I like to use a red hook as the front hook of my crankbaits. Red hooks won’t get you more bites but it does help where the bass will hit the bait. As bass approach a bait they are looking for a place to strike and having a red hook gives them that last second target. Having the bass hit the front hook will give you a better chance of getting the second hook into them as they fight. Hooking a fish by the back hook leaves the bait out in front of them and makes it much easier for them to throw the bait.

Recommended hardware upgrades: Owner Hyperwire Split Rings (Size 4 and 5), Gamakatsu EWG, Owner ST-36

Maintaining and Tuning Crankbaits

After deflecting crankbaits off rock and hardcover for a couple seasons you will inevitably run into a bait that doesn’t track straight anymore. You can re-balance your crankbait by adjusting the eyelet that you tie onto.

If your bait tracks to the right, you need to bend the eyelet slightly to the left. If your bait tracks to the left, you need to bend the eyelet slightly to the right. You can use pliers to bend adjust the eyelet.

Make small adjustments and test to determine if more adjustments are needed.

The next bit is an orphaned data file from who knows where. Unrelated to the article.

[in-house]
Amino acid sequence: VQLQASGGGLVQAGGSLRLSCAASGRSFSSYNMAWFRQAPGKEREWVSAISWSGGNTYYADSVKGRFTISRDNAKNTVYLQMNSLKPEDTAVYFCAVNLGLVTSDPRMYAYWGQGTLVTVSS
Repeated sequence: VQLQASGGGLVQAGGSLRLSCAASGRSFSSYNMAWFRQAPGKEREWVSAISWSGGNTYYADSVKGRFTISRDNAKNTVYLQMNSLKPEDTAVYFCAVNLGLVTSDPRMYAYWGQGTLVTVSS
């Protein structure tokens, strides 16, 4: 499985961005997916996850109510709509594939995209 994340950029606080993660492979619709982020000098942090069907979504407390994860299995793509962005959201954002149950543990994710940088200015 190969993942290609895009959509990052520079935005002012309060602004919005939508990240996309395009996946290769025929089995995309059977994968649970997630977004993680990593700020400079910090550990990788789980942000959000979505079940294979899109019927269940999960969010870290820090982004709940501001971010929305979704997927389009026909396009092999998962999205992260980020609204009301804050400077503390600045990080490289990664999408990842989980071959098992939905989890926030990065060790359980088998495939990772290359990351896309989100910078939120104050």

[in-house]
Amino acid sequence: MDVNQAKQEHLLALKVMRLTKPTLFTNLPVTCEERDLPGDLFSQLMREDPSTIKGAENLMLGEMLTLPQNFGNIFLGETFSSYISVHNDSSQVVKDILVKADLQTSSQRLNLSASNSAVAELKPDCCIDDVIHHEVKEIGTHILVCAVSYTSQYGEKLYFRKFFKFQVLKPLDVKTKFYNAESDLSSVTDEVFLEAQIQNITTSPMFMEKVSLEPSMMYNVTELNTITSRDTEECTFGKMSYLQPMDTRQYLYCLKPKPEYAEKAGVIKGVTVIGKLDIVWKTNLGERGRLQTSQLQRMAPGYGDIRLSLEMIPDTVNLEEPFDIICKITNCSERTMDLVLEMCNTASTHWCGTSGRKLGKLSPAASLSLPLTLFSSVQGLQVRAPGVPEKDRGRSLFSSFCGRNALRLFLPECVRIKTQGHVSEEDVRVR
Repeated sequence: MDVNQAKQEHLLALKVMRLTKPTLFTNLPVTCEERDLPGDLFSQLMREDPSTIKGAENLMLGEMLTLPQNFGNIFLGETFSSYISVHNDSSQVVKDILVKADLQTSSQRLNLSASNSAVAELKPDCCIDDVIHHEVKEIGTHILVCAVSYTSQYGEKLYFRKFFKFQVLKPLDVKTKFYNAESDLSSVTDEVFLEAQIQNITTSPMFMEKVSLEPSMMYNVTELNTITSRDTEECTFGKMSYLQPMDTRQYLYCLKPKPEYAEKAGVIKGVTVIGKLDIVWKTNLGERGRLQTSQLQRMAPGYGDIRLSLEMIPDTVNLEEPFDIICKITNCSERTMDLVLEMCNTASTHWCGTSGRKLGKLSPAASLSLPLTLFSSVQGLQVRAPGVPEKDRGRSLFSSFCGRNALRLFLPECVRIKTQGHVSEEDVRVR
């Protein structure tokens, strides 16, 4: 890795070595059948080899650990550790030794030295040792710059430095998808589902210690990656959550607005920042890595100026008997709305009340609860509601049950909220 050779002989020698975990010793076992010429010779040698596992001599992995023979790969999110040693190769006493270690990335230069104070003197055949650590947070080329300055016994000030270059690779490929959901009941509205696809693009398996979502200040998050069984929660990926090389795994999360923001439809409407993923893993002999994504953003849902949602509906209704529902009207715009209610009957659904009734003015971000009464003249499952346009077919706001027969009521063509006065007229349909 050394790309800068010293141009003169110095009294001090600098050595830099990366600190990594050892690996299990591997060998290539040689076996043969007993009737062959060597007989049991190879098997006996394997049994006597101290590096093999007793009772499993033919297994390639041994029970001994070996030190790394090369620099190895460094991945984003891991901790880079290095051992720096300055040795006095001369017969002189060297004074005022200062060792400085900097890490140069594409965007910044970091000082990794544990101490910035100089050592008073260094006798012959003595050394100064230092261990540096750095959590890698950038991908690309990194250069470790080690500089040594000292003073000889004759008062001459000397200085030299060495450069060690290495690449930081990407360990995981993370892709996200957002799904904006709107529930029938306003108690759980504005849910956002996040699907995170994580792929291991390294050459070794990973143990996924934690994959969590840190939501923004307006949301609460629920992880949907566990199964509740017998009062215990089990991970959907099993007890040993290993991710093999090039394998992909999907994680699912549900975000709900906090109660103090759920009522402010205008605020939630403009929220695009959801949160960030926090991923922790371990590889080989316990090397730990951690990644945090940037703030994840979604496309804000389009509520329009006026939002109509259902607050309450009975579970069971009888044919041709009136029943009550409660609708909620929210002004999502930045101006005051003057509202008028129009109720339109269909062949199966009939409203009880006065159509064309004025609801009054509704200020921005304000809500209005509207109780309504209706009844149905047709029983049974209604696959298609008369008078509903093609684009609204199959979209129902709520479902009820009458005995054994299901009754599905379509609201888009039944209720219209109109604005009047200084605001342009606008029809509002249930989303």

Frequently Asked Questions About Crankbaits

Are Crankbaits Good for Bass?

Crankbaits are great when fishing for bass. They can be fished fast in order to cover a lot of water while you are searching for bass. The quick movement and action is one of the best for triggering bass to bite.

Do Crankbaits Have to Hit Bottom?

Crankbaits don’t have to hit bottom to be effective. They can also be used for targeting fish suspended off bottom. Deflecting off bottom is a great option though.

Do You Use a Weight With a Crankbait?

Weights are not needed when fishing a crankbait. Billed crankbaits are designed to dive to a certain depth. If you need to get extra depth out of a crankbait you can add a weight right above the connection knot. The extra weight will change the action of the crankbait.

Can You Use a Swivel With a Crankbait?

Swivels can be used with crankbaits to make it faster to switch between lures. Using a swivel will affect the action of your crankbait. It will also make your lure look a little less natural. This may or may not be an issue depending on water clarity and how finicky the fish are.

Do Crankbaits Float or Sink?

Billed crankbaits float when they aren’t moving but will dive when being reeled in. Lipless crankbaits sink on their own and require to be reeled in to control depth.

Are Crankbaits Topwater?

Crankbaits are not topwater lures. Billed crankbaits float but dive when reeled in. There are some that designed to dive very shallow and stay close to the surface but they aren’t considered topwater.

What Colors Are Best?

We have an in-depth guide on the best crankbait colors and when to use them.